Like their alt-folk and bluegrass brethren, Crooked Still, Red Molly, Blame Sally and the late, lamented Nickel Creek, The Vespers are adept at conveying back porch harmony with deep-rooted humility and soaring spirituality. They may be young - the two brothers and two sisters who make up the quartet are barely out of their teens (and one is only 19!) - but the reverence for tradition and home-grown sensibilities echoes consistently through every one of these rootsy homilies. Indeed, the melodies come across like Sunday morning hymns, songs that combine gospel fervor with a supple delivery.
Given the fact that "The Fourth Wall" is only the quartet's second album and, like their first release, 2010's "Tell Your Mama," also an independent effort, their competence - and confidence - is all the more impressive. The title is taken from theatrical jargon that delineates the unseen divide through which an audience observes the performers on stage, an appropriate handle that also connects to the album's easy embrace. Songs such as Better Now, Got No Friends and Will You Love Me convey wistful folk finesse...all plucking banjo, willowy harmonies, breezy tempos and down-home designs. But it's their deeper reverence that envelopes these tracks, particularly their mournful cover of Son House's Grinnin in Your Face (the sole cover), Lawdy and the album's lovely hymn-like closer Winter.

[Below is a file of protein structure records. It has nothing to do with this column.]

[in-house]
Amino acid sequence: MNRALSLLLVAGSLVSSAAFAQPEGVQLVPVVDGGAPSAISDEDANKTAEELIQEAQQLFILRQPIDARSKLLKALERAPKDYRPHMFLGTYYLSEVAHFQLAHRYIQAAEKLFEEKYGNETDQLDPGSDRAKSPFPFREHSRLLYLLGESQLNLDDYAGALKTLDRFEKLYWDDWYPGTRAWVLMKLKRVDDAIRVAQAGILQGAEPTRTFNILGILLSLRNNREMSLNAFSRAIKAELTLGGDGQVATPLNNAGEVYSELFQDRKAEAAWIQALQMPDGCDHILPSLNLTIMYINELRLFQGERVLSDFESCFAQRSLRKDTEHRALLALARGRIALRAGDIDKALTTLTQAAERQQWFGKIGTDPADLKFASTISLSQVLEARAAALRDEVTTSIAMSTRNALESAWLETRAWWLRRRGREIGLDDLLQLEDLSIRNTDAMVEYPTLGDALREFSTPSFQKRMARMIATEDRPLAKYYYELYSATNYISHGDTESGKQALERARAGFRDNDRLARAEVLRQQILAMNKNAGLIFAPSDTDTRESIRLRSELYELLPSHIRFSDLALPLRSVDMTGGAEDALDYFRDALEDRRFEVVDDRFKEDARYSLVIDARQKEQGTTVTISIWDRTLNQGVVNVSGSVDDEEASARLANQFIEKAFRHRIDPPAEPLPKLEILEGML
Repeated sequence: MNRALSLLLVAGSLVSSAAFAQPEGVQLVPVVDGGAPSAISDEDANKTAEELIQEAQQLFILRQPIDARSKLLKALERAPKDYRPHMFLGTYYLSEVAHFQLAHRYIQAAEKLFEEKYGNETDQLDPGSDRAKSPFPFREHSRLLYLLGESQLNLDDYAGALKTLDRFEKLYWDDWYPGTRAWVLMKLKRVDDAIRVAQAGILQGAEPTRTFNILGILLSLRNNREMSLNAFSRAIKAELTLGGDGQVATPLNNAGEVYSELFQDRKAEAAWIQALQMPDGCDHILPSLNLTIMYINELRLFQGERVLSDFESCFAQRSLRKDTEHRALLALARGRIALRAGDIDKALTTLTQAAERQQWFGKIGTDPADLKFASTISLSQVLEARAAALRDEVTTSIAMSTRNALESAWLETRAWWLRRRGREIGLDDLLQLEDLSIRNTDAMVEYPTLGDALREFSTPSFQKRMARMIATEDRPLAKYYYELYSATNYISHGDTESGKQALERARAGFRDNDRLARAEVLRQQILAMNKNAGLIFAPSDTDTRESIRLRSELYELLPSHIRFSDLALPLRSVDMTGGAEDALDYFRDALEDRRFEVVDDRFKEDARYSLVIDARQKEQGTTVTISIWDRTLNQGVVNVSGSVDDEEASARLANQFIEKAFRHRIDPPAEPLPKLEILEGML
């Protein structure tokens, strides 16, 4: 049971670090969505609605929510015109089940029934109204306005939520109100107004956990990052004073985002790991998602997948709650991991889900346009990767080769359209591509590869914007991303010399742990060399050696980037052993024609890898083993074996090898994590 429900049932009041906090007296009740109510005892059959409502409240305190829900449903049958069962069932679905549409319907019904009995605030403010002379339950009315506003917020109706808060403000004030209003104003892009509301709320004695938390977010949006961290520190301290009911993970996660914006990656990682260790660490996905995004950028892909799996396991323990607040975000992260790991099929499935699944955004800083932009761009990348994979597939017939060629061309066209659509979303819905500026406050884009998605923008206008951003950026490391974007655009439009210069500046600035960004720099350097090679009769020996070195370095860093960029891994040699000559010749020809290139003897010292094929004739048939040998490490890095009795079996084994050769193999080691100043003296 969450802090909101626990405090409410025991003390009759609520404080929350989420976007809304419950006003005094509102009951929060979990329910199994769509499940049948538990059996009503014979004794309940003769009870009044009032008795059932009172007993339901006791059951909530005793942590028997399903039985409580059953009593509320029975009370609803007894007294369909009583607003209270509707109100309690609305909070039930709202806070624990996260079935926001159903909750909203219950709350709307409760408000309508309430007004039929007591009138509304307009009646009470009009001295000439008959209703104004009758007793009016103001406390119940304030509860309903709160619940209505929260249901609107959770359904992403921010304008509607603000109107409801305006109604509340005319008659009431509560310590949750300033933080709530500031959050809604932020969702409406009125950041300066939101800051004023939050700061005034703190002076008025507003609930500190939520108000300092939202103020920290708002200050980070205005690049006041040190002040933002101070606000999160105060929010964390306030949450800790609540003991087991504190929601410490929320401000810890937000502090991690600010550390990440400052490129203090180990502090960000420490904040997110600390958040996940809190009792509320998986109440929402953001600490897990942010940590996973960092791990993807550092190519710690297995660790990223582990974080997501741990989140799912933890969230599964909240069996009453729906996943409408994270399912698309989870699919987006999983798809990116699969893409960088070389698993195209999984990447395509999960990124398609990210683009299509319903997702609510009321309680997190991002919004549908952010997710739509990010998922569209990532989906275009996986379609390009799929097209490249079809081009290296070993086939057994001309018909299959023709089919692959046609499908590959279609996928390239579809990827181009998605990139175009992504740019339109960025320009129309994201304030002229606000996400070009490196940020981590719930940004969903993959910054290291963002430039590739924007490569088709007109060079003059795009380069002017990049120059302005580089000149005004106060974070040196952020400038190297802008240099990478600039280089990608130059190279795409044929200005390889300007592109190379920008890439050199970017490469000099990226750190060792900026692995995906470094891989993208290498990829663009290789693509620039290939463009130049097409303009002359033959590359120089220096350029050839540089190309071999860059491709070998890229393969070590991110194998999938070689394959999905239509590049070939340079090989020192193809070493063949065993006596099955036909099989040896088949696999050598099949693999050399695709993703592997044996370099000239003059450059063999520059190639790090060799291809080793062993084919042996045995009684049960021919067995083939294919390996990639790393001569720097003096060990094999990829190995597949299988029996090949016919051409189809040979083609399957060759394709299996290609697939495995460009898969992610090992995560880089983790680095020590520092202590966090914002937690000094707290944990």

Youth and contemplation oftentimes make odd bedfellows, but these earnest shuffles and hushed laments manage to infuse celebration with solemnity and make that mix sound effortlessly enticing in the process. Two albums on, the Vespers have demonstrated their ability to tap into a timeless thread and garner contemporary appeal. In so doing, they emulate a neo gothic imprint that might have been etched in Appalachia. "The Fourth Wall" is something truly special.